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Sex Tourism and Prostitution

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Kelsey Schultz

on 12 April 2011

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Transcript of Sex Tourism and Prostitution

Sex Tourism and Prostitution Justification Impacts Socio-cultural Socio-cultural overview
Case Studies Amsterdam
Butte, Montana Possible Solutions Amsterdam Proximity
Exposure ATAS

Amsterdam Tourist Assistance Service Overview Entertainment Not widely discussed
Pros Employment Connects Area Globally Sex tourism: tourism
where the main purpose
of at least part of the trip is to
consummate sexual relations
(Ryan and Hall) Sex tourism usually evokes
the image of older men in less
than perfect shape travelling to
developing countries for sexual
pleasures; however, female sex
tourists are predominant in some
destinations (Kenya, Caribbean islands) Sex tourists usually do not
perceive themselves as sex tourists Sex tourists include heterosexual men,
men seeking wives, single homosexual
men seeking partners abroad, young
travellers, pedophiles, middle-aged
white Western women, and couples Top destinations: the Netherlands,
Brazil, Costa Rica, Cuba, the
Dominican Republic, Kenya,
the Philippines, Thailand,
Cambodia, Caribbean, India,
Vietnam Sex tourism-very
lucrative industry 2-14% of GDP derives from sex
tourism in countries like Indonesia,
Malaysia, Thailand, the Philippines
(U.S. Department of Justice) Global sex industry worth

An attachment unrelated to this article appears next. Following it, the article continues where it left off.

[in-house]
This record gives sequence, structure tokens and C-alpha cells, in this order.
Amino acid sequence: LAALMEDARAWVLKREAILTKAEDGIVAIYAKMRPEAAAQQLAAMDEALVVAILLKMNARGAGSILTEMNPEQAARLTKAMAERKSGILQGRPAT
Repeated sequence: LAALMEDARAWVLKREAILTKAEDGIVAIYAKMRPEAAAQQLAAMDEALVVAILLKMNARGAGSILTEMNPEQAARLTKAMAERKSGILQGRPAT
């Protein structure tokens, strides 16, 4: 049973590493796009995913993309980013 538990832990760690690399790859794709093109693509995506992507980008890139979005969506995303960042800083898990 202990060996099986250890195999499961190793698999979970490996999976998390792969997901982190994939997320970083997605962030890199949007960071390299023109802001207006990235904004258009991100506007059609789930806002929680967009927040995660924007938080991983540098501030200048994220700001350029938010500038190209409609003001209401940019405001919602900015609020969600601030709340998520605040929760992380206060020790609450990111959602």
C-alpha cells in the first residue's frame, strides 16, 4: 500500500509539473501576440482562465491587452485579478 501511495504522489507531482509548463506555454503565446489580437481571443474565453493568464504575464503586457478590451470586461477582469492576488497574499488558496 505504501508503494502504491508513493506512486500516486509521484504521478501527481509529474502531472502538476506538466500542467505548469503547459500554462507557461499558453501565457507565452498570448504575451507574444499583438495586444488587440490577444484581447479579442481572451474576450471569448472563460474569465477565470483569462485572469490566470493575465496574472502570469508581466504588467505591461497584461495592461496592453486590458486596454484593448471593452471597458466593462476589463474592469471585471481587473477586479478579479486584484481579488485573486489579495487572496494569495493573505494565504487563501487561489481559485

at least $20 billion a year
(The Economist) For some women prostitution
is a way out of poverty Sex Tourism encompasses a large variety of activities, from spring breaks to romantic vacations to Pink tourism to prostitution. Why not openly talked about? *Facts* Case Studies Amsterdam Havana Future Trends Looking to expand Strip Clubs The rising numbers of young visitors and opening establishments are going hand in hand to the future prostitution market of the area. The rising number of prostitution is a direct effect of the alcohol consumption, along with the environment. More and more first time visitors to beaches are turning their vacations into drunken sexual experiences looking toward the local prostitutes for sex. Compensation dating Presented by:

Kelsey Schultz
Jon Yaklin
Kat Gillespie
Sarah Johnson
Iwona Pitala
Scott Cressy Legal Revenue Escort Services
Negatives Underground Economy http://www.youtube.com/watch?v=_4noobPKAxA&feature=related Economics Using the tourism industry References Very open sex tourism trade since the 1960's
Prostituiton is legal and very
much a publically know thing Prostitutes stand in window
fronts to sell themselves It is not "accepted", but is tolerated; prostitutes pay taxes which makes it more acceptable to locals Other sex tourism attractions:
Venustempel sex museum
Erotic Art Gallery 1950's: Hotel and casino boom
270 brothels and 100,000 prostitutes
1959: Cuban Revolution
All sex work either disbanded or went into hiding 1990's: Reemergence of Havana sex trade Sex tourism is very prevalent in the city, but not nearly as accepted as in Amsterdam. Prostitution is illegal and taboo. Jineteras approach customers individually; target customers are men from North America and Europe There is no centralized system for sex workers, unlike in Amsterdam Dangerous for sex tourists due to communicable disease and STDs Benefit for sex tourists because it is less commercialized
"Emotional Labor" Political
Illegal in the United States
-Except in parts of Nevada Other governments
have it legalized
Full transcript